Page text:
Last November 2010 my uncle Robert passed away, ending a five year battle with Melanoma and Non-Hodgkin’s lymphoma. I say it ended and not that he lost because he didn’t lose. I like to think that faced with overwhelming odds; he made a strategic decision to recon heaven. He fought as hard as he could and faced his end like the man I wish I could be. Just two days before he went, I asked him how he felt. He replied simply that it sucked and he was tired of waiting. I know that he was afraid of what was about to come, but also excited to be moving on to something new and unexplored. He saw so much in life as a challenge and a new way to test himself. I think that his one real regret was only that he had to leave us all behind and felt that he was checking out early before he’d finished the job he’d been made to do here on earth.
My uncle was a man’s man. He served in the Marines during Vietnam, rode a Harley even when it was snowing outside, drank beer, cussed like a sailor, and loved his wife and son. He was a tough guy and growing up I idolized him. During my father’s many “adventures” and absences it was my uncles and grandfather that accepted the challenge and responsibility of showing my brother and I what men were supposed to be. He never lost touch with me, always inspired me, and supported my dream of being a Marine myself. I know that he would not just be proud of what I am doing but happy for me, excited to see me beginning this adventure, and if I asked he would gladly come along grinning from ear to ear the whole way.
Days like these I also think about my mother who passed away in 2007. She had known about the aneurysm growing in her brain for several months before it ruptured that cold night in November and killed her. She had been diagnosed with MS just a year before and I think in a way she had decided not to acknowledge it or let it change her life. If anything it gave her courage and the motivation to start living fully again. After 20 years of a loveless and unfaithful marriage she finally told my step-father to get out. She took a vacation and spent it with the grand-kids she’d barely seen. She went and saw friends she had not seen in years and finalized her plans to move back out west where the snow was and her happy memories awaited. The farthest she ever came to realizing these dreams was in her mind and it breaks my heart.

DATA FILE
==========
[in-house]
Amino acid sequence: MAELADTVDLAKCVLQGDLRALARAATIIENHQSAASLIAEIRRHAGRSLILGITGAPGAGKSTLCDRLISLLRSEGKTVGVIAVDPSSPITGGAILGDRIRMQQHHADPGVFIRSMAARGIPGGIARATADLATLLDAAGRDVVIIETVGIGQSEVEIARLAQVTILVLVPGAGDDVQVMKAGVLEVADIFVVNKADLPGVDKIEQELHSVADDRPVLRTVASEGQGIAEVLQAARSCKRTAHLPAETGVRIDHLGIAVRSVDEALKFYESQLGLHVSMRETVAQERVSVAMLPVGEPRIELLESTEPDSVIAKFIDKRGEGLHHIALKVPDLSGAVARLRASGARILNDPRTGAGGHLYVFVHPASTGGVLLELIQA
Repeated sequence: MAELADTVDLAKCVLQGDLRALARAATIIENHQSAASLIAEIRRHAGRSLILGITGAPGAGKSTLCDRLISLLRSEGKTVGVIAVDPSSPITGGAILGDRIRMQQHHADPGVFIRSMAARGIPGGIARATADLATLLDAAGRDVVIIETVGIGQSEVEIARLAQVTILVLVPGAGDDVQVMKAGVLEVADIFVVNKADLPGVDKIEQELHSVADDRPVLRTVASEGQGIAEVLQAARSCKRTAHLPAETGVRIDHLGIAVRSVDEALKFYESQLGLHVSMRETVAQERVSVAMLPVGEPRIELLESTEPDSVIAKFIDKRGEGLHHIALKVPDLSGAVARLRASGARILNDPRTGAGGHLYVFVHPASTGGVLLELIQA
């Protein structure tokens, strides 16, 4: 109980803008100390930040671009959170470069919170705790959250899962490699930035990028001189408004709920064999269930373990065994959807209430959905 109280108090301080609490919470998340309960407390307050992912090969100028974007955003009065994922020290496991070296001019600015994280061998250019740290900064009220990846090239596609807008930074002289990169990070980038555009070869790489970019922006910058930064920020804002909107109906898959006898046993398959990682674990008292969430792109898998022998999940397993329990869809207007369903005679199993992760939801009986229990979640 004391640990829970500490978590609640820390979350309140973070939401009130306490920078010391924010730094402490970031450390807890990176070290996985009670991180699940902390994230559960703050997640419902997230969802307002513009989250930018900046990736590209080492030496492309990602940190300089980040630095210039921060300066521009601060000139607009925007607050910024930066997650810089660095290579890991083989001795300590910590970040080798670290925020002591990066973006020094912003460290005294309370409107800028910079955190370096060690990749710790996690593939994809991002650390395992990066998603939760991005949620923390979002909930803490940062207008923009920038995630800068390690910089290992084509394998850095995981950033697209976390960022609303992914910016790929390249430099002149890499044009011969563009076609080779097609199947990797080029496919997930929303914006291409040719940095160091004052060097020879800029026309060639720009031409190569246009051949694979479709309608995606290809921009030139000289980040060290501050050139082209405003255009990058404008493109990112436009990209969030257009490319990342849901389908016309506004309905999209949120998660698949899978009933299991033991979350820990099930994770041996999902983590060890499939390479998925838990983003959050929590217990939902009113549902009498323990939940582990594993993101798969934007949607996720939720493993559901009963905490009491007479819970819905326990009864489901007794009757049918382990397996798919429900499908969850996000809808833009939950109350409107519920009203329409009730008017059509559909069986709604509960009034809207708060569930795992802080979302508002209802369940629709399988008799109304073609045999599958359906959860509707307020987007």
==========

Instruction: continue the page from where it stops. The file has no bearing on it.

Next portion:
I know that so much of how I have lived the last few years, the changes I made are because of her. She never stopped believing in me or hoping for my happiness and even on her deathbed the lessons never stopped. Life is short and the time we lose in waiting we can never get back; go live your life and put your happiness first. I struggle each day to build a better version of the man I want to be, the man she believed I could be. I strive to be the man she would have been proud of and deserved. As a child I was often ungrateful, inconsiderate, and quick to criticize my mother. I did not see the sacrifices she made, or the nights filled with tears and loneliness. She hid them from us, never complaining, never faltering, and never giving up. She was determined that her kids would grow up strong and good despite the odds and in spite of the conditions. I hope she can see me now. Mom this man I am you gave birth to.
Leaving the Marine Corps for good was one of the most heart wrenching things I have ever done. They were and are my brothers. We shared things I cannot describe to you, moments that have joined us together for all time. I have never been so close to a group of guys before or since. I have never shared hurts and triumphs like those we found. I know that those that we buried in the sand would love to be here today with me doing this; training and running in the Spartan Races. I know that those that are still in, standing guard over the rest of us watching our backs while we play and run after our dreams would love nothing more than to be here at home with all of us. Many would give anything to run with me in April and some have given everything so that I can.
All too often we forget how lucky we are, how privileged and blessed. There are people who wish they could do what we do. They wish they could go running, lift weights, and hike through the woods. The kids in the hospitals slowly dying will never know the feeling of the wind in their face and the ground rushing by beneath their feet. Just as the veteran staring out the window, waiting for his leg to heal wishes that he could be out there; with his friends. The uncles, mothers, friends, and family waiting up above wish they could be here with us to tell us of their pride and happiness. So many people want to do what we do every day. Yet how often do we treat it like a chore? How many times have we gone in to our workouts like it was torture?
I have my moments make no mistake but lately when it hurts and I want to quit; I think about those that came before me. I think about those that are no longer here and those that wish they were. I think about those that believed in me and saw years before I ever was, the man I would grow to be. So I push on, a few more steps, miles, and minutes. I give my heart and soul to this because the people I’m trying to impress aren’t on the field or in the race; they’re the ones that can’t. I miss you all.